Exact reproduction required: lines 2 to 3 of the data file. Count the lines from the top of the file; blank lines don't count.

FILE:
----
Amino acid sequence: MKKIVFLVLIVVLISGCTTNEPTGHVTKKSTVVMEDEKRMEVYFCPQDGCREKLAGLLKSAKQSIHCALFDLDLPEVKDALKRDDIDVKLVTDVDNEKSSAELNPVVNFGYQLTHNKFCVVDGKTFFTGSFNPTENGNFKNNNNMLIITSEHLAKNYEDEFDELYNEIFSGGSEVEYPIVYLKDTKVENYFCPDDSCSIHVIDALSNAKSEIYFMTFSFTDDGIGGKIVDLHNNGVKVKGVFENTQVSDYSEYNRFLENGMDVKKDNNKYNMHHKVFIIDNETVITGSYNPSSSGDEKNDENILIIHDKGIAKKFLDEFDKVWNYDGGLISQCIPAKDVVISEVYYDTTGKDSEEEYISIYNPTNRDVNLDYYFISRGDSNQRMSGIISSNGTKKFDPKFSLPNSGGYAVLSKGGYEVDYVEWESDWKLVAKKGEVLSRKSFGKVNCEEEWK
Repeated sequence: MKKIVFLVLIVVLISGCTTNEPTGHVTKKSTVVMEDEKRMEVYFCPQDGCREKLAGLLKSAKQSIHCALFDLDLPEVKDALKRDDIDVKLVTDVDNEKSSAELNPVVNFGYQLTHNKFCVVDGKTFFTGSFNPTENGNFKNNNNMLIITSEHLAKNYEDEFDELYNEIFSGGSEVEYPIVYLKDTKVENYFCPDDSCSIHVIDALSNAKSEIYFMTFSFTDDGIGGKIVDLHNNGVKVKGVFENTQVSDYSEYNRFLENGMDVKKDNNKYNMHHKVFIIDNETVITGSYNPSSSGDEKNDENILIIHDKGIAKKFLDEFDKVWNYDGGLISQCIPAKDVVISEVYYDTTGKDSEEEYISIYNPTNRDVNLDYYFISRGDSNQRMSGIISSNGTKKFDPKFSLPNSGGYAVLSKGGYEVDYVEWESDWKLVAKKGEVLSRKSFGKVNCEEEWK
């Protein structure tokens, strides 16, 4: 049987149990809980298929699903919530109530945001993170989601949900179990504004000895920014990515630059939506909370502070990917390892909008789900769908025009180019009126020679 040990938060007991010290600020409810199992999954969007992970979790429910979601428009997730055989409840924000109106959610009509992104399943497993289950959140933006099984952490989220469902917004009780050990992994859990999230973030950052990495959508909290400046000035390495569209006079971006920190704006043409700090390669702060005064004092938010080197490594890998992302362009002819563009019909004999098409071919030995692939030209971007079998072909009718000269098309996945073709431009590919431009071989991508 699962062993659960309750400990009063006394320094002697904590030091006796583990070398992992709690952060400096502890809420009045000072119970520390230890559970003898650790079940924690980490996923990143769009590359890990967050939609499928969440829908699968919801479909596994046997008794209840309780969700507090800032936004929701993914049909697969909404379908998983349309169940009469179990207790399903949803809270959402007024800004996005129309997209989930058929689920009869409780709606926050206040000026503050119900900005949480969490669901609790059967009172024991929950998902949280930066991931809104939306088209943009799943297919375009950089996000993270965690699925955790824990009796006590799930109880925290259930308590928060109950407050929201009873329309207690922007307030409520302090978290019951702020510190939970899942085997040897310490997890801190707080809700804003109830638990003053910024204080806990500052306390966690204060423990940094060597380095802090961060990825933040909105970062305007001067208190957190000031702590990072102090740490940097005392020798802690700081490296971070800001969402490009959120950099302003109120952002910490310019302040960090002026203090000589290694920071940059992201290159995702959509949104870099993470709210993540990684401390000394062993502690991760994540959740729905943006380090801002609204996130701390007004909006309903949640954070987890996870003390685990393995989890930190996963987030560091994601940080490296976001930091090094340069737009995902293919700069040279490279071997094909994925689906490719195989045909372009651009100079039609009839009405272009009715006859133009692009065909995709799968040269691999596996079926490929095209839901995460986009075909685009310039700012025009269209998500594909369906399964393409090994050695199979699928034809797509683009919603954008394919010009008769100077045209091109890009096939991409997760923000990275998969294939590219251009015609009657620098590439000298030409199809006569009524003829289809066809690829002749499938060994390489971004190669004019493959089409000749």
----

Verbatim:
Repeated sequence: MKKIVFLVLIVVLISGCTTNEPTGHVTKKSTVVMEDEKRMEVYFCPQDGCREKLAGLLKSAKQSIHCALFDLDLPEVKDALKRDDIDVKLVTDVDNEKSSAELNPVVNFGYQLTHNKFCVVDGKTFFTGSFNPTENGNFKNNNNMLIITSEHLAKNYEDEFDELYNEIFSGGSEVEYPIVYLKDTKVENYFCPDDSCSIHVIDALSNAKSEIYFMTFSFTDDGIGGKIVDLHNNGVKVKGVFENTQVSDYSEYNRFLENGMDVKKDNNKYNMHHKVFIIDNETVITGSYNPSSSGDEKNDENILIIHDKGIAKKFLDEFDKVWNYDGGLISQCIPAKDVVISEVYYDTTGKDSEEEYISIYNPTNRDVNLDYYFISRGDSNQRMSGIISSNGTKKFDPKFSLPNSGGYAVLSKGGYEVDYVEWESDWKLVAKKGEVLSRKSFGKVNCEEEWK
């Protein structure tokens, strides 16, 4: 049987149990809980298929699903919530109530945001993170989601949900179990504004000895920014990515630059939506909370502070990917390892909008789900769908025009180019009126020679 040990938060007991010290600020409810199992999954969007992970979790429910979601428009997730055989409840924000109106959610009509992104399943497993289950959140933006099984952490989220469902917004009780050990992994859990999230973030950052990495959508909290400046000035390495569209006079971006920190704006043409700090390669702060005064004092938010080197490594890998992302362009002819563009019909004999098409071919030995692939030209971007079998072909009718000269098309996945073709431009590919431009071989991508 699962062993659960309750400990009063006394320094002697904590030091006796583990070398992992709690952060400096502890809420009045000072119970520390230890559970003898650790079940924690980490996923990143769009590359890990967050939609499928969440829908699968919801479909596994046997008794209840309780969700507090800032936004929701993914049909697969909404379908998983349309169940009469179990207790399903949803809270959402007024800004996005129309997209989930058929689920009869409780709606926050206040000026503050119900900005949480969490669901609790059967009172024991929950998902949280930066991931809104939306088209943009799943297919375009950089996000993270965690699925955790824990009796006590799930109880925290259930308590928060109950407050929201009873329309207690922007307030409520302090978290019951702020510190939970899942085997040897310490997890801190707080809700804003109830638990003053910024204080806990500052306390966690204060423990940094060597380095802090961060990825933040909105970062305007001067208190957190000031702590990072102090740490940097005392020798802690700081490296971070800001969402490009959120950099302003109120952002910490310019302040960090002026203090000589290694920071940059992201290159995702959509949104870099993470709210993540990684401390000394062993502690991760994540959740729905943006380090801002609204996130701390007004909006309903949640954070987890996870003390685990393995989890930190996963987030560091994601940080490296976001930091090094340069737009995902293919700069040279490279071997094909994925689906490719195989045909372009651009100079039609009839009405272009009715006859133009692009065909995709799968040269691999596996079926490929095209839901995460986009075909685009310039700012025009269209998500594909369906399964393409090994050695199979699928034809797509683009919603954008394919010009008769100077045209091109890009096939991409997760923000990275998969294939590219251009015609009657620098590439000298030409199809006569009524003829289809066809690829002749499938060994390489971004190669004019493959089409000749």